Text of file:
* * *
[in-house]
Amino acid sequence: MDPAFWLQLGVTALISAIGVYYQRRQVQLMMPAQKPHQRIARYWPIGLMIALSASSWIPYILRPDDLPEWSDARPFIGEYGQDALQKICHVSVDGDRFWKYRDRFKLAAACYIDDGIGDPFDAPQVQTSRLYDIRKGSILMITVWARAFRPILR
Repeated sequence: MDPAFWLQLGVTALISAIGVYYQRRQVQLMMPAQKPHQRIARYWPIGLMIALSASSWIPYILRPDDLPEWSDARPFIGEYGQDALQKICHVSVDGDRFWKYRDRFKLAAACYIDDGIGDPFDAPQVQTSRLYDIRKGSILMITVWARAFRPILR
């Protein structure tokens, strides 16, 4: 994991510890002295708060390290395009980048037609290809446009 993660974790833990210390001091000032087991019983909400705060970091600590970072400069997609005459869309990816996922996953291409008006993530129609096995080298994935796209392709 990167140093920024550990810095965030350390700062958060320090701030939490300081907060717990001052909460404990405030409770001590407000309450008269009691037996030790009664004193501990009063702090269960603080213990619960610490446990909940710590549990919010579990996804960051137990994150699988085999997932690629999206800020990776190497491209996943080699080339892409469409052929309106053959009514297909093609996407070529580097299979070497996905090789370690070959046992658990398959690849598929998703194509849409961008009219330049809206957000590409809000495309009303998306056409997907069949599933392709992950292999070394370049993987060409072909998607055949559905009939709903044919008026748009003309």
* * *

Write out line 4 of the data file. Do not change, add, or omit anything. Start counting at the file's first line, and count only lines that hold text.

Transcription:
């Protein structure tokens, strides 16, 4: 994991510890002295708060390290395009980048037609290809446009 993660974790833990210390001091000032087991019983909400705060970091600590970072400069997609005459869309990816996922996953291409008006993530129609096995080298994935796209392709 990167140093920024550990810095965030350390700062958060320090701030939490300081907060717990001052909460404990405030409770001590407000309450008269009691037996030790009664004193501990009063702090269960603080213990619960610490446990909940710590549990919010579990996804960051137990994150699988085999997932690629999206800020990776190497491209996943080699080339892409469409052929309106053959009514297909093609996407070529580097299979070497996905090789370690070959046992658990398959690849598929998703194509849409961008009219330049809206957000590409809000495309009303998306056409997907069949599933392709992950292999070394370049993987060409072909998607055949559905009939709903044919008026748009003309």